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    Nazca Booby on Genovesa

    Galapagos Wildlife - Nazca Booby on Genovesa
    Galapagos (c) Linda Garrison

     Nazca boobies and Masked boobies are closely related but are separate species.  

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    Marine Iguanas

    Galapagos Wildlife - Marine Iguanas
    Galapagos (c) Linda Garrison

    Don't think I would choose to go swimming here. How about you? These marine iguanas are spooky.

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    Marine Iguana

    Galapagos Wildlife - Marine Iguana
    Galapagos Islands (c) Linda Garrison

    This marine iguana is scary, isn't he? It is easy to see why they were used as monsters in horror movies.

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    Mess of Marine Iguanas

    Galapagos Wildlife - Marine Iguanas
    Galapagos (c) Linda Garrison

     What do you call a group of iguanas? A mess. Isn't that appropriate, given this photo?

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    Marine Iguana

    Galapagos Wildlife - Marine Iguana
    Galapagos (c) Linda Garrison
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    Small Marine Iguana on the Beach

    Galapagos Wildlife - Small Marine Iguana on the Beach
    Galapagos Islands (c) Linda Garrison

     This young marine iguana stands out on the white sandy beach, but I almost missed him when looking at the magnificent landscape view of the Galapagos Islands.

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    Silhouette of Marine Iguana

    Galapagos Wildlife - Silhouette of Marine Iguana
    Galapagos (c) Linda Garrison

    This marine iguana looks ferocious as it is silhouetted against the sky while perched on a lava ridge. 

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    Magnificent Frigatebirds

    Galapagos Wildlife - Magnificent Frigatebirds
    Galapagos (c) Linda Garrison

    The feathers on the back of the male magnificent frigatebirds are more blue than those of the green feathers on the male great frigatebirds. However, I don't think I'm alone in not being able to tell much difference.

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    Female Magnificent Frigatebird with Blue-Ringed Eyes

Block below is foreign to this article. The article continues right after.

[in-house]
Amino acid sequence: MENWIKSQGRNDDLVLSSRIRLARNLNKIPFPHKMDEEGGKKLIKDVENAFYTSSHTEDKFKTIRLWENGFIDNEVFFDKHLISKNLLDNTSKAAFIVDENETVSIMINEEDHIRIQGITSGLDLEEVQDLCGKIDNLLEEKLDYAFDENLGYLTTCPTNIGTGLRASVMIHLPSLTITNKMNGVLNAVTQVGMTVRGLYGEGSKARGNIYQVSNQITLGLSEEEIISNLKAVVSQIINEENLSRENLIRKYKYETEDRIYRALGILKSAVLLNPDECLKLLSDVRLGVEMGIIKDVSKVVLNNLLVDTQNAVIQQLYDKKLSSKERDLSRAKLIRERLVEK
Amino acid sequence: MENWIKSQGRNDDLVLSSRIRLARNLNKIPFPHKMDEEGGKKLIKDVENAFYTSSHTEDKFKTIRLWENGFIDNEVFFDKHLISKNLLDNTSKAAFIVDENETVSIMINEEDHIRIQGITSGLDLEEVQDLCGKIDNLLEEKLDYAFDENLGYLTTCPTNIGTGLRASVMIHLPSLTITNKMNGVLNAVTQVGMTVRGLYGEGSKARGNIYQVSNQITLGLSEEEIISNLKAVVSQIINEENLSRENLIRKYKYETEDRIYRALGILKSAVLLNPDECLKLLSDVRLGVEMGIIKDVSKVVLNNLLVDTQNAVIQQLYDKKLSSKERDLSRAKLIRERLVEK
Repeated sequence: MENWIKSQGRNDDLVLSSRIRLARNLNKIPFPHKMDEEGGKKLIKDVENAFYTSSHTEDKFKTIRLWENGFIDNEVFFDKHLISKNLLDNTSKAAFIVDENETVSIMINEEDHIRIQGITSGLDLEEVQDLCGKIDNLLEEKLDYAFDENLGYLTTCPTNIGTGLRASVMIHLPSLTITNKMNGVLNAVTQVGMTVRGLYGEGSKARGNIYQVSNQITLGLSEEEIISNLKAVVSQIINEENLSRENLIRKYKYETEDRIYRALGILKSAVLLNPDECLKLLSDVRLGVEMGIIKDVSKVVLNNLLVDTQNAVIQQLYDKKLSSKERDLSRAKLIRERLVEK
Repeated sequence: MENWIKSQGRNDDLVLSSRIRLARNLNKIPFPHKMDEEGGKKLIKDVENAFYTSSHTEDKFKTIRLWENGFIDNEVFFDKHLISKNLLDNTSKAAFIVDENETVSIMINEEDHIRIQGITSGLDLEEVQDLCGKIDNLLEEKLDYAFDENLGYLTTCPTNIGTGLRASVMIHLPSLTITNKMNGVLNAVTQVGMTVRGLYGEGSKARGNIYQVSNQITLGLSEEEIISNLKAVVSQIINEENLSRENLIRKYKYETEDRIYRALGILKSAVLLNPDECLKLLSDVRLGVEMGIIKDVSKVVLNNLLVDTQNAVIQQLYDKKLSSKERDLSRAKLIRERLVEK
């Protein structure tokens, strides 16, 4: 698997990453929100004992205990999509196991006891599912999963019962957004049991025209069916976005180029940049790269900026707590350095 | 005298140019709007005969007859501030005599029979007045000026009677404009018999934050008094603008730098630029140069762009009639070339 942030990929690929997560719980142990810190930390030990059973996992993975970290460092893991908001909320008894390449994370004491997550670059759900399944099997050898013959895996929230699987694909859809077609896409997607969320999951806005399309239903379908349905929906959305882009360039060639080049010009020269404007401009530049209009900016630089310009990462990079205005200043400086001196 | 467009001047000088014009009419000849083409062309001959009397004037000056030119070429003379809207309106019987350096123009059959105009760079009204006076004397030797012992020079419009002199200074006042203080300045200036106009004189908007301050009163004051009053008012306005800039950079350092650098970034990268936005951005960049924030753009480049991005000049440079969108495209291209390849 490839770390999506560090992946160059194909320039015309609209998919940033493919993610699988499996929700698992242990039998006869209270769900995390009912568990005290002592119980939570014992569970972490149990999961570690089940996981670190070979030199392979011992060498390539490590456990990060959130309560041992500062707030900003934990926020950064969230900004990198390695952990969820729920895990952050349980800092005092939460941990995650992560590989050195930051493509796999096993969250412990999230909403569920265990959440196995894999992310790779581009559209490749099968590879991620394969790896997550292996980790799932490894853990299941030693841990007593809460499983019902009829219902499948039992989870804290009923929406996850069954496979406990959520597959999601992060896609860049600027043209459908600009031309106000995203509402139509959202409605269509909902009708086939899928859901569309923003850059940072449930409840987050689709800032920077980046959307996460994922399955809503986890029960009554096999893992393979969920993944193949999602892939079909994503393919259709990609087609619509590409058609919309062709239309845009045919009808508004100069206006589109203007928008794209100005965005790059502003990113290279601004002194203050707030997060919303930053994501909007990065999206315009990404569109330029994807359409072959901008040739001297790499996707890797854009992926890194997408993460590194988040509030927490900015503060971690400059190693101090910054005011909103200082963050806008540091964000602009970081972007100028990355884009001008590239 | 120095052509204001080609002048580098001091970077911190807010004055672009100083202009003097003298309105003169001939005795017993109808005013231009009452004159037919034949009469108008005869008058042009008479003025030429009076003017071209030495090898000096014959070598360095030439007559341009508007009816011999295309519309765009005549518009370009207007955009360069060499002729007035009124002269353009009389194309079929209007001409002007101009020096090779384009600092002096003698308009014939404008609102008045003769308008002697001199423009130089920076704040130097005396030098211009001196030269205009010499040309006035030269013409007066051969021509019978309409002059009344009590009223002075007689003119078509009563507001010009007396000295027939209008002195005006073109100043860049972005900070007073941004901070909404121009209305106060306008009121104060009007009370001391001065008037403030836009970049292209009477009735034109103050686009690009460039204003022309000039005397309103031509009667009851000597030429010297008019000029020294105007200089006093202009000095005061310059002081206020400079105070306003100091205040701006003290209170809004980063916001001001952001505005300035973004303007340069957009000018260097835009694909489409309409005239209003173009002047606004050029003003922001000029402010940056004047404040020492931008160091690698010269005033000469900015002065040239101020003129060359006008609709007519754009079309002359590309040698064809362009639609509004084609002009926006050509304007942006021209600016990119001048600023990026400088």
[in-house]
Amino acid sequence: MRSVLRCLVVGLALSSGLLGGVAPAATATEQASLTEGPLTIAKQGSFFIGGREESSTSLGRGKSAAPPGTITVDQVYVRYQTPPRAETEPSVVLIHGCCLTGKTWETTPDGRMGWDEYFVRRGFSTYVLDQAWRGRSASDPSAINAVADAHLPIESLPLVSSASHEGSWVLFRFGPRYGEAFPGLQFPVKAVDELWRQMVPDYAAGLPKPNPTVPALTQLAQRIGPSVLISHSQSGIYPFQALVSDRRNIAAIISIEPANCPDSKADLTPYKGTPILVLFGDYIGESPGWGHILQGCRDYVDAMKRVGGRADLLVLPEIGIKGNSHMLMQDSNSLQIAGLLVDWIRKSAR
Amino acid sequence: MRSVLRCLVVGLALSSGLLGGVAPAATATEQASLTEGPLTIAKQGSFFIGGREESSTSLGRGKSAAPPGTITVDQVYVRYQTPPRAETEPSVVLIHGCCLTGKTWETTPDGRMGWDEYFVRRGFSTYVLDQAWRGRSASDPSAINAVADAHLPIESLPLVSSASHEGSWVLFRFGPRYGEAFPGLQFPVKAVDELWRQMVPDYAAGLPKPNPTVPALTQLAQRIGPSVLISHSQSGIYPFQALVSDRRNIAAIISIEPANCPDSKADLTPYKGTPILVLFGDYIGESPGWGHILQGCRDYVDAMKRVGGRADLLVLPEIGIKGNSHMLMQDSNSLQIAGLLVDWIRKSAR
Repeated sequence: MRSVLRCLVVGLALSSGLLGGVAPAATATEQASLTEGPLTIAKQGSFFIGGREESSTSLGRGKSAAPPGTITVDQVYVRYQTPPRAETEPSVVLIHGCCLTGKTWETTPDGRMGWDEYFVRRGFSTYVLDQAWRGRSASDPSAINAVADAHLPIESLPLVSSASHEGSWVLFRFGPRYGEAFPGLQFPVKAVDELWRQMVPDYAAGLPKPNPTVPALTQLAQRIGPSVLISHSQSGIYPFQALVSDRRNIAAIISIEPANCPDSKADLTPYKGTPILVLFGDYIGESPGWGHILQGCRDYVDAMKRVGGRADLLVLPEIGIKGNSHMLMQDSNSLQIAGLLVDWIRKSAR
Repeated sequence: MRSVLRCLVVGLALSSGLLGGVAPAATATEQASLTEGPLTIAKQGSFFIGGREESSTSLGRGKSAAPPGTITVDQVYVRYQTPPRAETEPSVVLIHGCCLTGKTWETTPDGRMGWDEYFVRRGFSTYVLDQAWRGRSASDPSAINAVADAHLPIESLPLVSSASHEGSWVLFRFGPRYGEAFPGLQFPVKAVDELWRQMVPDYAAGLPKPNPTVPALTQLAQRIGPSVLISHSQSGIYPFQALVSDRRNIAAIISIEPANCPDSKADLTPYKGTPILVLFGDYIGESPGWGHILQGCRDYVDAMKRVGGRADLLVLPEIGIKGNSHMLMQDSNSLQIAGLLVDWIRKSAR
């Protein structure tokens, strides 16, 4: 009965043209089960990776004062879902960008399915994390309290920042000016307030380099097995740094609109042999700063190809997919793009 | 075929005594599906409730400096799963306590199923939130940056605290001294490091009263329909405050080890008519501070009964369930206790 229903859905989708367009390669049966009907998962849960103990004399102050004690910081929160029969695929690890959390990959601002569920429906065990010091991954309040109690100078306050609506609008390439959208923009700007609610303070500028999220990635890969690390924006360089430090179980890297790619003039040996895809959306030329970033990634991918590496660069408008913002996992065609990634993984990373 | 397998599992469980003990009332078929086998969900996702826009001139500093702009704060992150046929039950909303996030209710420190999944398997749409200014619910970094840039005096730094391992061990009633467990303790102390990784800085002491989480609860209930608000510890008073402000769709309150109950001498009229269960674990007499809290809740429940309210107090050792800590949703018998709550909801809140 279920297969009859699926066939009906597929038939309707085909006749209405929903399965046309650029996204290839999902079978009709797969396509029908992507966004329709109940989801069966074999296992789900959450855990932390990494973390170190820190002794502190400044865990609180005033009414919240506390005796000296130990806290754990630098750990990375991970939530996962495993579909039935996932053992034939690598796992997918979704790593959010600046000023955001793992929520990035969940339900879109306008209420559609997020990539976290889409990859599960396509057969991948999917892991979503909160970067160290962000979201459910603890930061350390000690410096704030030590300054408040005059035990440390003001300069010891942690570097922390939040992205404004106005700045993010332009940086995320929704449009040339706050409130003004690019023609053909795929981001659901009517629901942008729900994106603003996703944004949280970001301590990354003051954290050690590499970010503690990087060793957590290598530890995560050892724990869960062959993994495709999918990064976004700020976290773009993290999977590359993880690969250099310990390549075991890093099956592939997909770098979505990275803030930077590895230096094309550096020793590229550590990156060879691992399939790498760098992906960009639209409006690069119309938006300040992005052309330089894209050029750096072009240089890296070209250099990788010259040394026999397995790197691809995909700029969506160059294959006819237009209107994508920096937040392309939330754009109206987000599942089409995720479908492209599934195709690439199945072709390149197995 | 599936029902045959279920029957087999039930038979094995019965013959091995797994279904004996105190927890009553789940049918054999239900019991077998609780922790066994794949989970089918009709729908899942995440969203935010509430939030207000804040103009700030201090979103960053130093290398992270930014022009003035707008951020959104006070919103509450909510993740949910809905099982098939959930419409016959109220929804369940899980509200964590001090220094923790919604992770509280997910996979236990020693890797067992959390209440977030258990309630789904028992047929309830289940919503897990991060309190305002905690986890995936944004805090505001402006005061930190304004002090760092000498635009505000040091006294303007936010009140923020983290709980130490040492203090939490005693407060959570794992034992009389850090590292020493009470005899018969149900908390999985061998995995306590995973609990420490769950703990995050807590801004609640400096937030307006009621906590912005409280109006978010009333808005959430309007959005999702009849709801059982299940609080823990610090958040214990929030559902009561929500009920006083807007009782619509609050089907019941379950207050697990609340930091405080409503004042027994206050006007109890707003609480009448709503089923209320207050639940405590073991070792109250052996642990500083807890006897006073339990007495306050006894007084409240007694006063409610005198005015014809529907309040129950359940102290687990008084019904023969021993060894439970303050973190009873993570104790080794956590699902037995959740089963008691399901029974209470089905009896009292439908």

Galapagos Wildlife - Female Magnificent Frigatebird with Blue-Ringed Eyes
    Galapagos (c) Linda Garrison

    This female magnificent frigatebird can be easily differentiated from the female great frigatebird. This magnificent one has blue-ringed eyes, and the great female frigatebird has <a red-ringed eyes. 

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    Lava Lizard

    Galapagos Wildlife - Lava Lizard
    Galapagos Islands (c) Linda Garrison
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    Lava Heron

    Galapagos Wildlife - Lava Heron
    Galapagos Islands (c) Linda Garrison

     This lava heron is patiently waiting for his lunch--an unlucky fish.

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    Lava Heron

    Galapagos Wildlife - Lava Heron
    Galapagos Islands Wildlife (c) Linda Garrison
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    Land Iguana

    Galapagos Wildlife - Land Iguana
    Galapagos Islands Wildlife (c) Linda Garrison
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    Close-up of Land Iguana

    Galapagos Wildlife - Close-up of Land Iguana
    Galapagos Islands Wildlife (c) Linda Garrison
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    Land Iguana

    Galapagos Wildlife - Land Iguana
    Galapagos Islands Wildlife (c) Linda Garrison
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    Female Great Frigatebird with Red-ringed Eyes

    Galapagos Wildlife - Female Great Frigatebird with Red-ringed Eyes
    Galapagos Islands Wildlife (c) Linda Garrison